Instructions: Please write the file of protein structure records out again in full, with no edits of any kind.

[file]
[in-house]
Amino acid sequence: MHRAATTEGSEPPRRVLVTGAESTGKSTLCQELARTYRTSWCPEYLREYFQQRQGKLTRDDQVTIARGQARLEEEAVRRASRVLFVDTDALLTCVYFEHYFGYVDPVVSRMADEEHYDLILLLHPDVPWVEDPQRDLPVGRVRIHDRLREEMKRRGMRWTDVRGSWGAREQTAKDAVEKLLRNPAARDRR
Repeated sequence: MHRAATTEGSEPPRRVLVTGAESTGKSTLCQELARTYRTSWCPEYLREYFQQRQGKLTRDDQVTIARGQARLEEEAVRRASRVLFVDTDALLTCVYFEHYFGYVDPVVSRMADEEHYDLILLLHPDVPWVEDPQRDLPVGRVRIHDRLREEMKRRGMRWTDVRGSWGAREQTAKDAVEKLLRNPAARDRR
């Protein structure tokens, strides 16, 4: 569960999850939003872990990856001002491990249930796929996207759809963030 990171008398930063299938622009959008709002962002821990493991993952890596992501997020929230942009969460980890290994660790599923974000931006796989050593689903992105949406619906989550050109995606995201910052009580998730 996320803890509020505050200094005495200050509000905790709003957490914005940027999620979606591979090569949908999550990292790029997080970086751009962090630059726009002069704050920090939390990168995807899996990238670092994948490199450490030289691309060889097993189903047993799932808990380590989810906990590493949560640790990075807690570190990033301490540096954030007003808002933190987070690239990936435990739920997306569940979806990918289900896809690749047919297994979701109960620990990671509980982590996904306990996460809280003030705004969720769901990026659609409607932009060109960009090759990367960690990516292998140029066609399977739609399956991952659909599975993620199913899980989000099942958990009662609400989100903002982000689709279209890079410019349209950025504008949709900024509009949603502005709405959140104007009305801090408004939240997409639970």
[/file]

[in-house]
Amino acid sequence: MHRAATTEGSEPPRRVLVTGAESTGKSTLCQELARTYRTSWCPEYLREYFQQRQGKLTRDDQVTIARGQARLEEEAVRRASRVLFVDTDALLTCVYFEHYFGYVDPVVSRMADEEHYDLILLLHPDVPWVEDPQRDLPVGRVRIHDRLREEMKRRGMRWTDVRGSWGAREQTAKDAVEKLLRNPAARDRR
Repeated sequence: MHRAATTEGSEPPRRVLVTGAESTGKSTLCQELARTYRTSWCPEYLREYFQQRQGKLTRDDQVTIARGQARLEEEAVRRASRVLFVDTDALLTCVYFEHYFGYVDPVVSRMADEEHYDLILLLHPDVPWVEDPQRDLPVGRVRIHDRLREEMKRRGMRWTDVRGSWGAREQTAKDAVEKLLRNPAARDRR
């Protein structure tokens, strides 16, 4: 569960999850939003872990990856001002491990249930796929996207759809963030 990171008398930063299938622009959008709002962002821990493991993952890596992501997020929230942009969460980890290994660790599923974000931006796989050593689903992105949406619906989550050109995606995201910052009580998730 996320803890509020505050200094005495200050509000905790709003957490914005940027999620979606591979090569949908999550990292790029997080970086751009962090630059726009002069704050920090939390990168995807899996990238670092994948490199450490030289691309060889097993189903047993799932808990380590989810906990590493949560640790990075807690570190990033301490540096954030007003808002933190987070690239990936435990739920997306569940979806990918289900896809690749047919297994979701109960620990990671509980982590996904306990996460809280003030705004969720769901990026659609409607932009060109960009090759990367960690990516292998140029066609399977739609399956991952659909599975993620199913899980989000099942958990009662609400989100903002982000689709279209890079410019349209950025504008949709900024509009949603502005709405959140104007009305801090408004939240997409639970």